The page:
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Where should I start?

Last response: in Applications
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November 26, 2012 3:37:50 AM

I want to learn more about programming. On Wikipedia, I understand most of the information pertaining to apache and MySQL and such, but I don't have any context. I understand what it's trying to say, the LAMP architecture and all, but I need a foundation. If I want to learn a computer language, which is easiest?

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November 26, 2012 6:41:30 AM

There is no "easiest" programming language. It is the logic you need to fully understand - one you know that, the only difference between the languages is the syntax.

Different languages are also used for different tasks, so it depends what you are going to do.
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November 26, 2012 9:04:34 AM

+1 to that. If you plan on using the skills you're trying to develop professionally, then I think learning C++ is the way to go for software development, though I'm not sure if that's an easy option. Python is fairly popular in the open-source community, and Linux is a popular environment for open-source development. If it's websites you're looking at coding, get your basic HTML and CSS skills, then start learning PHP. w3schools.com is a good resource.
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November 26, 2012 10:03:13 AM

I'd recommend that you have a look at C#. It is easier to learn than C++, is a very well designed language, demand for it is growing more than for any other language, and it has an excellent run-time library in the form of the .NET framework. This really only applies if you are using Windows as your platform, in which case download Visual C# Express and have a look at it. There are some very good resources from Microsoft teaching you how to use C#, but I would recommend that you buy at least one book (that applies whatever language you choose) as you will probably need to go through some topics more than once before you understand them fully.

If you are more interested in programming dynamic web applications then PHP is probably the best choice (although C# can be used here also).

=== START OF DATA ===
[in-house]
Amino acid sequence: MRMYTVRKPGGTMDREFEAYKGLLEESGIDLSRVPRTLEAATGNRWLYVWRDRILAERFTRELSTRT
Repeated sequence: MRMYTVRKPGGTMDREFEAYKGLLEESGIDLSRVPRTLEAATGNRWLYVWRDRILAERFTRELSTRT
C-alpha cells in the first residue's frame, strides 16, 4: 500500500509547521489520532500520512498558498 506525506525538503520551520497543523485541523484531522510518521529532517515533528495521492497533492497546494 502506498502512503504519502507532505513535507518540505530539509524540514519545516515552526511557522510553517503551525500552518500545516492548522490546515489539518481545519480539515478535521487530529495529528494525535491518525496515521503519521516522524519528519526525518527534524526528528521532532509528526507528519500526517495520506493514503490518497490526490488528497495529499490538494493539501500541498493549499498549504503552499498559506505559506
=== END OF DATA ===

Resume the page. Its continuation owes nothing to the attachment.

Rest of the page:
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November 26, 2012 1:51:29 PM

Also, functional languages are very intuitive. Generally speaking, the only things going on are what you define unlike other languages where there are lots of other operations going on that impact what you're doing like garbage collection.
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November 27, 2012 12:48:14 AM

The easiest way to get into programming would be to take a couple classes at a community college, if that's not something that you would be able to do than there is actually quite a few books out there to get you started, so if your serious about learning you will definitely need a text book. I would recommend starting out with C++, that way you can learn all the basic control structures and slowly ease your way in to object oriented programming, the language its self is unforgiving so it forces you to learn to pay attention to your syntax and how to use a debugger. So if you want to develop general applications Java, C#, C++, or Objective C (apple's C#) would be your best bet.
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November 27, 2012 3:32:37 AM

You can always search online for tutorials. There is a full documentation for Python on its website. Or there are pages and videos you can search for teaching you about other languages like C++. As sam_p_lay stated, w3schools is a good website. I've used it before and it teaches you HTML, HTML5 and CSS.
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November 27, 2012 3:36:59 AM

Python is good for beginners - but then any language is - since all that's different is the syntax. However, I've found that there aren't many good compilers for Python. Python is only good for open source programs; if you want to compile to maybe iPhone or Android, you would need to learn a more popular language like C++. I started learning with Python, but I think I want to switch to C++ due to the reason I stated earlier.
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